One of the most common mistakes in doubles pickleball is knowing who will take the third shot.
Often, opponents may hit a return of serve to the middle of the court to confuse partners. Or, a left-side player may sneak too far over onto their partner’s side of the court to hit a third shot.
These small breakdowns in communication can cause a player to be off-balance when hitting the third shot, which can lead to errors. However, working with your partner to learn and practice the best third shot strategies can help avoid this mistake in the future.
In this Selkirk TV original, pickleball coach Morgan Evans explains who should take third shots depending on court positioning and strategy.
When you should take the third shot from your partner
People who have played pickleball frequently have likely run into an overzealous partner. You may be set up to hit the perfect backhand drop and your partner steps in front of you, steals the ball, and hits a forehand drive into the net.
It’s frustrating, to say the least. But it’s important to understand where each partner is at in their skill level to avoid these types of mistakes.
Many players, particularly those just starting, don’t feel comfortable hitting a third shot drop or drive on their backhand. Instead, they elect to call their partner over so they may hit the ball with their forehand.
And while it’s reasonable to take the majority of third balls when you are the partner with a strong forehand, make sure to ask your partner about their comfortability with their backhand shot.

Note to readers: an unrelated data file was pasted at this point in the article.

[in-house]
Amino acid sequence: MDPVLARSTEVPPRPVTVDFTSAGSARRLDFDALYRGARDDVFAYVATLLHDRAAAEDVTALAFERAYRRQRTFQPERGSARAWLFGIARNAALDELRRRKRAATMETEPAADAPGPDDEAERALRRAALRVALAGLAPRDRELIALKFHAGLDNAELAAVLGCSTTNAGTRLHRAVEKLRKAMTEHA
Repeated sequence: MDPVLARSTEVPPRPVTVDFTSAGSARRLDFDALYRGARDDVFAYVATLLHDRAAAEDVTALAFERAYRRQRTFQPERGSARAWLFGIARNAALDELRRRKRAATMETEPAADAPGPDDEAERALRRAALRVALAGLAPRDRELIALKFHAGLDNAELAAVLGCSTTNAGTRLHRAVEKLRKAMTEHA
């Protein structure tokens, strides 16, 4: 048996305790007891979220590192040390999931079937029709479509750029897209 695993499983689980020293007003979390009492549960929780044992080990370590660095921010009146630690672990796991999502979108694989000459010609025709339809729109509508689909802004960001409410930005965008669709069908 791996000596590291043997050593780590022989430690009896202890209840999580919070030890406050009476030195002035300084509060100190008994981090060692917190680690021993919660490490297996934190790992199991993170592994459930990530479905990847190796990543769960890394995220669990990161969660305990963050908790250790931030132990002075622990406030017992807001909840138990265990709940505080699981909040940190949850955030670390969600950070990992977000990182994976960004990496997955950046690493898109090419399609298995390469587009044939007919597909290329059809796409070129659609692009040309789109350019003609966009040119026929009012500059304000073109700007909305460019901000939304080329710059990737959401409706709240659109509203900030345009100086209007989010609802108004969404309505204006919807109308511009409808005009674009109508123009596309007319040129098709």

They may be more comfortable hitting a backhand, and if you allow them to hit the third shot, you’re then able to move to the net early to set up an attack.
It all comes down to communication — make sure you have a clear idea of each player’s best shots before you step onto the court.
How to position yourself for a third shot
If your partner prefers you to cover more court with your forehand regularly, you’ll still have to deal with the occasional divorce ball. (A ball hit where it’s unclear who should get it, so no one does.)
If you and your partner find this happens frequently, you should adjust your court position. Here are a few tips to consider:
- The player who is using their forehand should stand closer to the center line to help cover more of their partner’s backhand.
- Create a staggered position where the forehand player is a few feet in front of the backhand player, which visually gives the forehand player the first right to refusal. If they don’t move toward the shot, the backhand player then knows it’s their turn to hit the third shot.
How much court should the man cover in mixed doubles pickleball?
It’s an age-old debate that likely won’t end any time soon: How much court should the male partner actually take up during mixed doubles?
There will always be teams with more passive male players that succeed, but teams with more aggressive male partners also see a great number of podiums.
No matter your and your partner’s play style, it is important to protect the right-side player’s left foot.
The left foot of the right-side player often falls on the backhand side, making it a weak point for most right-side players. So, it often falls to the left-side player to help cover this area.
The general rule of thumb is that although the right-side player may have a decent backhand if the ball can be played more effectively by the left-side player’s forehand, then they should take the shot.
The right-side player can signal their desire for the left-side player to take the shot in several ways:
- Verbally communicating
- Shifting laterally to the right
- Completing a pivot step to remove their left foot out of the way of the left-side player.
When the left-side player shifts over, they should remember: It’s about assistance, not dominance.
Every time the left-side player slides, they leave a majority of the court open behind them. So, it’s not always appropriate to try to hit a put-away shot because your opponents have a lot of open court in which to fire back. Instead, be patient and wait for the right ball to attack.
Here are some other shots to consider when the left-side player covers the right-side player’s backhand at the kitchen line:
- Dinks to your opponent’s backhand
- Dinks to the middle of the court
- A well-placed lob